Business Secretary Sajid Javid to urge EU to act to save steel industry


Urgent action across Europe is needed to tackle the crisis in the steel industry, Sajid Javid will tell officials in Brussels.

Ministers insist that the "nuclear option" of protectionist measures to combat the dumping of cheap steel by China should be considered as a potential way to protect European producers.

The Business Secretary will call for an emergency summit with counterparts from across the European Union to respond to a series of setbacks which have left the British steel industry on the brink of collapse.

The talks in Brussels come as steelworkers head to Westminster to lobby MPs demanding that the Government takes action to tackle the crisis.

Workers from steel communities in Teesside, Lincolnshire, Yorkshire, the West Midlands and south Wales will travel to Parliament ahead of a Labour-led debate on the wave of job losses in the sector.

Thousands of job cuts have been announced in recent weeks by Tata Steel and SSI in Redcar, Scunthorpe and Scotland, with cheap imports and high energy costs being blamed.

Further losses are threatened at steel processing giant Caparo Industries, which has gone into administration.

Mr Javid is calling for an emergency European Union meeting to discuss the state of the steel industry and unfair trade practices.

In Brussels he will hold talks with Trade Commissioner Cecilia Malmstrom, Internal Market Commissioner Elzbieta Bienkowska and vice-President Jyrki Katainen.

The Business Secretary said: "I want to see steel top of the EU agenda. We cannot stand by while the steel industry across Europe, not just in the UK, faces such unprecedented challenges. "There are no straightforward solutions to the complex global challenges but the UK government wants to work with the EU and our European partners to do all we can to support our steel industry."

Mr Javid has also been in negotiations with the commission on speeding up work to approve the UK's Energy Intensive Industries (EII) compensation scheme, which could benefit steelmakers.

Business Minister Anna Soubry told MPs that Mr Javid was also seek action to tackle dumping of cut-price steel in European markets, with the possibility of "safeguarding" tariffs an option.

She said: "It's not just about advancing the EII it's also about working with other member states so that we can look at what more we can do.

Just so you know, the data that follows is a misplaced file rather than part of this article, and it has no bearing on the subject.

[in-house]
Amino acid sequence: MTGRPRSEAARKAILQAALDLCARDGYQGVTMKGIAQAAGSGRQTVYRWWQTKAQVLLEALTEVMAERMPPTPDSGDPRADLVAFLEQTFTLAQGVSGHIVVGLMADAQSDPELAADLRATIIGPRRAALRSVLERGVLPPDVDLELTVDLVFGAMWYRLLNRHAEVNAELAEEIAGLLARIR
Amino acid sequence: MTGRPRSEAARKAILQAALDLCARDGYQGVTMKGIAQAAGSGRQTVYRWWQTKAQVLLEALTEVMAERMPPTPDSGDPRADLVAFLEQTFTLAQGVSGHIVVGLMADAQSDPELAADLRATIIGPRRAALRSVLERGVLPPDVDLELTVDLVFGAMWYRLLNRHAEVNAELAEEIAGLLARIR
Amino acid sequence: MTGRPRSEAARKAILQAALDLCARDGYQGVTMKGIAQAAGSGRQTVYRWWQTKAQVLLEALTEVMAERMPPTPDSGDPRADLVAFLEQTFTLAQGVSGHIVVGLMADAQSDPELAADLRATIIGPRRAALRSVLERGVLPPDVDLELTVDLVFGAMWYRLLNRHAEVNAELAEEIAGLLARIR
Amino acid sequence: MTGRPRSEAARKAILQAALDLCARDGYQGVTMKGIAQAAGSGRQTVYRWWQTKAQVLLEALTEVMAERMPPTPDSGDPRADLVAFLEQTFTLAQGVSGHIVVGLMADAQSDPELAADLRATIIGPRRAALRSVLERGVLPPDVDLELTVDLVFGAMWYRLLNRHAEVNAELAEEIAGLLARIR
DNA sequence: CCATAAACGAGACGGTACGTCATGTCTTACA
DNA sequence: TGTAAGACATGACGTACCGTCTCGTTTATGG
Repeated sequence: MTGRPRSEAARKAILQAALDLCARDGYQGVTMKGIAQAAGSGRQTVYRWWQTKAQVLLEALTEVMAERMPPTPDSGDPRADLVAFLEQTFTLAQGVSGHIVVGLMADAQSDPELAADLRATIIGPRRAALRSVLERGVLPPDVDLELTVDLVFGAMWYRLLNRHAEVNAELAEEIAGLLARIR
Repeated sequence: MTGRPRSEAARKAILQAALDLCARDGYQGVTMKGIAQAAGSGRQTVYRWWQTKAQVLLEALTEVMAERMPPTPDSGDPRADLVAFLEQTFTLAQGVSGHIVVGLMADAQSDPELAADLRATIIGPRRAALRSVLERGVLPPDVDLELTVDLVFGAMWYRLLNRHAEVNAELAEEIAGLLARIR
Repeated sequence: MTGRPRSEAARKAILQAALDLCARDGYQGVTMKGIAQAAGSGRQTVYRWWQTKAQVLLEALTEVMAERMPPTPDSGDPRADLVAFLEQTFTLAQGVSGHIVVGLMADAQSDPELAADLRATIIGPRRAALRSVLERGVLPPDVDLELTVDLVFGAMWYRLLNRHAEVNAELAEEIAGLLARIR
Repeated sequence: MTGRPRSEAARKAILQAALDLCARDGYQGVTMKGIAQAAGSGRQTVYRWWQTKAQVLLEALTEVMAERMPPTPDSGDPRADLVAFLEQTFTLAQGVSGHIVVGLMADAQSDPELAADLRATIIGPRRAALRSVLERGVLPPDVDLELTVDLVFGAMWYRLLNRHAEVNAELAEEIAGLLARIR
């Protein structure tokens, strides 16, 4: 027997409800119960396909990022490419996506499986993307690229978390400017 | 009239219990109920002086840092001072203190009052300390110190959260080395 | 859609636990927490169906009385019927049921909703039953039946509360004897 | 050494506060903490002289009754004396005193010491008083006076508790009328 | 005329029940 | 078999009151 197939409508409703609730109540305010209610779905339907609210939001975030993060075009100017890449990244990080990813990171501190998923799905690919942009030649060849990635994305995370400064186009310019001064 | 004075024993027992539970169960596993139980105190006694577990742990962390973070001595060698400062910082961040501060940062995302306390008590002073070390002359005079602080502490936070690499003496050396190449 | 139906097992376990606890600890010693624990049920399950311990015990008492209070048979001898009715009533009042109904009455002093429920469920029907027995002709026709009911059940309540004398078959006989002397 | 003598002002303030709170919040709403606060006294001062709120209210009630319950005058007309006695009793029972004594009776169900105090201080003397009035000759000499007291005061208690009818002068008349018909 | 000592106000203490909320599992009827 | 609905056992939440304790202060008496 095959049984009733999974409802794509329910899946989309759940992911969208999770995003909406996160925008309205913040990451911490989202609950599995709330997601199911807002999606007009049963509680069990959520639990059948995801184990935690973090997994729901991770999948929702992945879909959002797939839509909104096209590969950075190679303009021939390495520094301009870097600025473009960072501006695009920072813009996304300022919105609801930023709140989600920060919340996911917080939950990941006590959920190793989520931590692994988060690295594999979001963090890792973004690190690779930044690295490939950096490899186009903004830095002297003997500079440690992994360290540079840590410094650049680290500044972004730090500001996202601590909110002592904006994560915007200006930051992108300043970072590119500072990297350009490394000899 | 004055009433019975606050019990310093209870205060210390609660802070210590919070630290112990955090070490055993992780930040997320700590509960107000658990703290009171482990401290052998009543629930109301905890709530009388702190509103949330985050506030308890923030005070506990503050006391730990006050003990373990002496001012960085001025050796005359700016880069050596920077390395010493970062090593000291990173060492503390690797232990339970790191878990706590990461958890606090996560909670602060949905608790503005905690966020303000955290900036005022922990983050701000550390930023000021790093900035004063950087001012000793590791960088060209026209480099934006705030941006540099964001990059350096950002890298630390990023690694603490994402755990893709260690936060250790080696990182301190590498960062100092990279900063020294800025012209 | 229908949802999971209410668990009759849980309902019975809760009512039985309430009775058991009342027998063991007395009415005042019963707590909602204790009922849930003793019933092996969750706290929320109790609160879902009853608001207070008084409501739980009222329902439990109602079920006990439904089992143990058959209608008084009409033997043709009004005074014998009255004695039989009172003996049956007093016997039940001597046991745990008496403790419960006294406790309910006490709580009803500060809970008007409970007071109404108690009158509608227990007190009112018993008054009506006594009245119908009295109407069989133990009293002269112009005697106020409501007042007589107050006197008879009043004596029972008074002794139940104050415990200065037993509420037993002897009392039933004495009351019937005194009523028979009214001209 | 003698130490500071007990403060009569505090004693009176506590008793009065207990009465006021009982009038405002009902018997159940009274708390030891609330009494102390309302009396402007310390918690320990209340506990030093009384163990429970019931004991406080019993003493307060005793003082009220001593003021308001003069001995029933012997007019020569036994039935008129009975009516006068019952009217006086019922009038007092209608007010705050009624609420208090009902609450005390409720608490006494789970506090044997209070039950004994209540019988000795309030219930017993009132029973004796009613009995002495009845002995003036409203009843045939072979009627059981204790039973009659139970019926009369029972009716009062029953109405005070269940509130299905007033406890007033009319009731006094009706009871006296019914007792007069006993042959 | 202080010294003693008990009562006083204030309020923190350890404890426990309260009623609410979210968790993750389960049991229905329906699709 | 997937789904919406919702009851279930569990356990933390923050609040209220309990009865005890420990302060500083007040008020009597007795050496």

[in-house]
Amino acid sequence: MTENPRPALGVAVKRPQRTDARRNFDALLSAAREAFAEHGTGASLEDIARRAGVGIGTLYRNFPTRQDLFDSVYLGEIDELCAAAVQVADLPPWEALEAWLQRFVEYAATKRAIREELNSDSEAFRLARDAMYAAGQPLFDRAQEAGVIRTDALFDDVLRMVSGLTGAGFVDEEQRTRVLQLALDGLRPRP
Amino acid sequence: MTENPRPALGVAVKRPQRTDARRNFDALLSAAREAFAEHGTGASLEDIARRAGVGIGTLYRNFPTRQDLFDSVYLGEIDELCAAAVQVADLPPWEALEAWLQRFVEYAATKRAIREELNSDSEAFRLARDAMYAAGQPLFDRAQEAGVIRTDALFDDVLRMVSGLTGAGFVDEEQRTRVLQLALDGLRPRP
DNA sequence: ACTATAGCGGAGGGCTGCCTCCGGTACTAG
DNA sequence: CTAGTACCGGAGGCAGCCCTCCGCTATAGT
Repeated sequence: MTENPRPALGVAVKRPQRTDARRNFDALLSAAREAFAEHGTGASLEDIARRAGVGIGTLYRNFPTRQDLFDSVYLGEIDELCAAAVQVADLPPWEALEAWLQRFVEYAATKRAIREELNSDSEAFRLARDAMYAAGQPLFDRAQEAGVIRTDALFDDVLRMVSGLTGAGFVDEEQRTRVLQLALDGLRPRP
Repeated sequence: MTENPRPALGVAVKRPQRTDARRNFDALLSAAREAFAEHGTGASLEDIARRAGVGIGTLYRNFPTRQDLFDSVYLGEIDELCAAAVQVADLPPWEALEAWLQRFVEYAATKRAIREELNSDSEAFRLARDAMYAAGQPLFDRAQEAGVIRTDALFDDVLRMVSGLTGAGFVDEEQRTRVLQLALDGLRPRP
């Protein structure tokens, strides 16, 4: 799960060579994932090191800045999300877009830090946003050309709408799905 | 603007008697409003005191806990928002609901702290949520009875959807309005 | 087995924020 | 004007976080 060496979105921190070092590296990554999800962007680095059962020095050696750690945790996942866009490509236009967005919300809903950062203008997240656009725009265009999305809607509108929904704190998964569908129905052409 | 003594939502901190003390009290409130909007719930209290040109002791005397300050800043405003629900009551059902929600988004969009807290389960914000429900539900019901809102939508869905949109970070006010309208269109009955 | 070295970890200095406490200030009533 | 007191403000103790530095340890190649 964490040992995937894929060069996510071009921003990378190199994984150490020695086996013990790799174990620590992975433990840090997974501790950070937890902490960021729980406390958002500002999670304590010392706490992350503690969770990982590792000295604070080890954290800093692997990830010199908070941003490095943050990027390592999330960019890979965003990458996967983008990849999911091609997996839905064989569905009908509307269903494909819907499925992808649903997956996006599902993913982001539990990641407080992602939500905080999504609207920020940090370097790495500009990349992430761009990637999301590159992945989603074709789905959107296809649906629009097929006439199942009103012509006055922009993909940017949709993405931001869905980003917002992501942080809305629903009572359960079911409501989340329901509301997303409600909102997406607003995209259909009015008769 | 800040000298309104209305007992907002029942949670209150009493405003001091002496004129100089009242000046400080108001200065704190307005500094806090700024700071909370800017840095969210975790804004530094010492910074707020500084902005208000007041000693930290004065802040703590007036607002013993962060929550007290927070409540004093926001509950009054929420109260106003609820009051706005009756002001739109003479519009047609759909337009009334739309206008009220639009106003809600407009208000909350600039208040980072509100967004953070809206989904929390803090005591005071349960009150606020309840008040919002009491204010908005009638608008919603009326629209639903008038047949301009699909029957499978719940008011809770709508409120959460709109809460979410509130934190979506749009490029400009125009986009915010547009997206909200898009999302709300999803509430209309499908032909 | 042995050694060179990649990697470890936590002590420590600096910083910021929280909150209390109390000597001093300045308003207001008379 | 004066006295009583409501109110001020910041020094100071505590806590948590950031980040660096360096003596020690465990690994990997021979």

"I think safeguarding, which is what we call the nuclear option, is certainly one of the options that we are at least considering."

During an appearance before the Business Select Committee, Ms Soubry revealed she only found out about the collapse of SSI's parent company from a message on Twitter.

"Do you know how people knew that the Thai company had gone into, effectively, administration? A tweet was sent out that we happened to get because we're on social media in my bedroom in Redcar," she said.

Ms Soubry said that "nine months ago we knew there were difficulties in the steel industry" and that SSI was losing hundreds of millions of pounds but "what we didn't know was the scale of them not paying their bills".

She also acknowledged that David Cameron's talks with Chinese president Xi Jinping over steel dumping were unlikely to have achieved anything "tangible".

Anna Soubry told MPs the Prime Minister had done the right thing by raising the issue with the Chinese leader and the Government will be "like a dog with a bone" in pursuing the issue.

The UK rolled out the red carpet for Mr Xi on his state visit, but the Chinese leader faced criticism over the country's policy on steel exports.

Chancellor George Osborne said the visit meant that the UK could question the Chinese about their production and "how that's distorting world prices", while Mr Cameron raised the issue during talks in Downing Street.

The select committee's Labour chairman Iain Wright asked Ms Soubry: "Did the Prime Minister achieve anything?"

She replied: "Yes. He raised it with the Chinese."

Mr Wright pushed her to find out from Number 10 what "actual tangible actions" came out of raising the issue, but Ms Soubry told him: "I don't think anything would though, would it?"

An angry Mr Wright challenged her: "What on earth is the point of raising it when nothing happened?" 

The MPs were given a stark warning about the health of the industry by Gareth Stace, director of trade body UK Steel

He said that a fifth of the sector's UK workforce had lost their job or were facing redundancy following a recent wave of cuts.

"If we were a patient on an operating table, we are bleeding very quickly. And we are likely to die on that table," he said.